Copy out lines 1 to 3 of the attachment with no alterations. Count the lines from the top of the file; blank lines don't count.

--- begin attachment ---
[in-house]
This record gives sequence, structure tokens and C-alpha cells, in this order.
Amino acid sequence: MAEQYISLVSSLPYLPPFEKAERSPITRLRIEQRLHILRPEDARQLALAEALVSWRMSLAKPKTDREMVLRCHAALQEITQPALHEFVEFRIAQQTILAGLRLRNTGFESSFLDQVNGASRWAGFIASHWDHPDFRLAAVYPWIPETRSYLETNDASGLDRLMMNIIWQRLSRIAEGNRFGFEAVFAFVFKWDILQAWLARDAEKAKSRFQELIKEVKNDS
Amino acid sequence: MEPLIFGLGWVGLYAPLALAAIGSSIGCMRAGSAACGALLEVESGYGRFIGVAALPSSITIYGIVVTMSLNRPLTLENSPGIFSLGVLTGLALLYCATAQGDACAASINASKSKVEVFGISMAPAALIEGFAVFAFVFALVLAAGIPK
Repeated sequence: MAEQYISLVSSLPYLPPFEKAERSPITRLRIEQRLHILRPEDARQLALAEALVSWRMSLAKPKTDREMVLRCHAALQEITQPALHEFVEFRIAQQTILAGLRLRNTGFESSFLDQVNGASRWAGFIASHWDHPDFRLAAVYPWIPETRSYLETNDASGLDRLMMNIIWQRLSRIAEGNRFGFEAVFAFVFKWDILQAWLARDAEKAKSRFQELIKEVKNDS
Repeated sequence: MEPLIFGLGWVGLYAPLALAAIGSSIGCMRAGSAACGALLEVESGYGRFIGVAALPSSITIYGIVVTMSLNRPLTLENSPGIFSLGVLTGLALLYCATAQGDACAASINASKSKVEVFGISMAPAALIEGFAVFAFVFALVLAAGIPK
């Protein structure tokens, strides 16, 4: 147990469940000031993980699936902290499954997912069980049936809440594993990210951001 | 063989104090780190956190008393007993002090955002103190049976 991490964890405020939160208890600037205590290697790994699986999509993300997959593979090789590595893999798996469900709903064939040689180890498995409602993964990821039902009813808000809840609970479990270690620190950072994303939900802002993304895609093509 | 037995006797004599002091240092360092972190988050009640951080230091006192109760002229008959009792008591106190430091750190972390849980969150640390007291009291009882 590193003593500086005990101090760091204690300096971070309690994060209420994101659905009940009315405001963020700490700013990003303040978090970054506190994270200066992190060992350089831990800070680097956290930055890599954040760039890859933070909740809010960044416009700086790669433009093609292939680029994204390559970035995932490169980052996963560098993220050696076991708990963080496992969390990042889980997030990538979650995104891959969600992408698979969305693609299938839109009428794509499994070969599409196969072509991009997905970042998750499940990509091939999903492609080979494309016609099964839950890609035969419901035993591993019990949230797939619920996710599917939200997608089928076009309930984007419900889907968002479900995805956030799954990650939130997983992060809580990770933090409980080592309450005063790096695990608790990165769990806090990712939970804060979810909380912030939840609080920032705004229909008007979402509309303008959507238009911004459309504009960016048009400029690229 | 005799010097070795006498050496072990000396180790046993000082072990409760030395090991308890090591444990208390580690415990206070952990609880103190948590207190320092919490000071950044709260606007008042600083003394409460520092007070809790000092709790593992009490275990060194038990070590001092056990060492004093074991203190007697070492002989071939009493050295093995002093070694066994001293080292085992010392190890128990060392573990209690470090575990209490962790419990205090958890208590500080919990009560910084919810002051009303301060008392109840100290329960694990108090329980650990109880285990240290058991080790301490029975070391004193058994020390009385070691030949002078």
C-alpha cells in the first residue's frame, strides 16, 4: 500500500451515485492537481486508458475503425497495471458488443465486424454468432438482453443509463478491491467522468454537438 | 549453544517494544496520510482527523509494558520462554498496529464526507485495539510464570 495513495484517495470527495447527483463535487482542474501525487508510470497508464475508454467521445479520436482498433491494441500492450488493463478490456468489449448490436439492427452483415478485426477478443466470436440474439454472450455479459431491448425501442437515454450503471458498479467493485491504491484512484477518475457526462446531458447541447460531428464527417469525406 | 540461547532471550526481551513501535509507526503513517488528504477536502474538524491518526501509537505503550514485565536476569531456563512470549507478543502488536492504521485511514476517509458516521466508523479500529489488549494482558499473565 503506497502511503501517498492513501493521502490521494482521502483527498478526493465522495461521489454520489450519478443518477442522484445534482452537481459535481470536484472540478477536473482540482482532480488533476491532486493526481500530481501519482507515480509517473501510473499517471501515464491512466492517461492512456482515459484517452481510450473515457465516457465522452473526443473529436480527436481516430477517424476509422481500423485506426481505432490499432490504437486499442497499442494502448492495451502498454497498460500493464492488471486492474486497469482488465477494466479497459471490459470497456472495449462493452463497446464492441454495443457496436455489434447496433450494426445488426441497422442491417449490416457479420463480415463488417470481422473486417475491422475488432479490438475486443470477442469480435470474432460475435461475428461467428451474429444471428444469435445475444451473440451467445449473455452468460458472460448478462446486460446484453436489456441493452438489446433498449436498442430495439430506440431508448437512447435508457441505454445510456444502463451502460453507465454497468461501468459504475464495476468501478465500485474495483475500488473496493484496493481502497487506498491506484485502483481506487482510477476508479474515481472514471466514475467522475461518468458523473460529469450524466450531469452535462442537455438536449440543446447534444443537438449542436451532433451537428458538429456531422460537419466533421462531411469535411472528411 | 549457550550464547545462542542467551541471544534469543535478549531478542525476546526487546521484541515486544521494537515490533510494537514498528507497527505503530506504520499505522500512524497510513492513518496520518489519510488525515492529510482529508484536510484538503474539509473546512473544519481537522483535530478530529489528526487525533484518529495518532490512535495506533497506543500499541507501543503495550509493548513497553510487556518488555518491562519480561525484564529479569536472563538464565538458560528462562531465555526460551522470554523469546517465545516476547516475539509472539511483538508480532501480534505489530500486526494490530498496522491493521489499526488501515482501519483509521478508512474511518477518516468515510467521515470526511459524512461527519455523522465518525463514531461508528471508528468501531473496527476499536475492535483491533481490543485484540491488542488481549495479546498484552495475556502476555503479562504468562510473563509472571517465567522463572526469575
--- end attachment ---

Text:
[in-house]
This record gives sequence, structure tokens and C-alpha cells, in this order.
Amino acid sequence: MAEQYISLVSSLPYLPPFEKAERSPITRLRIEQRLHILRPEDARQLALAEALVSWRMSLAKPKTDREMVLRCHAALQEITQPALHEFVEFRIAQQTILAGLRLRNTGFESSFLDQVNGASRWAGFIASHWDHPDFRLAAVYPWIPETRSYLETNDASGLDRLMMNIIWQRLSRIAEGNRFGFEAVFAFVFKWDILQAWLARDAEKAKSRFQELIKEVKNDS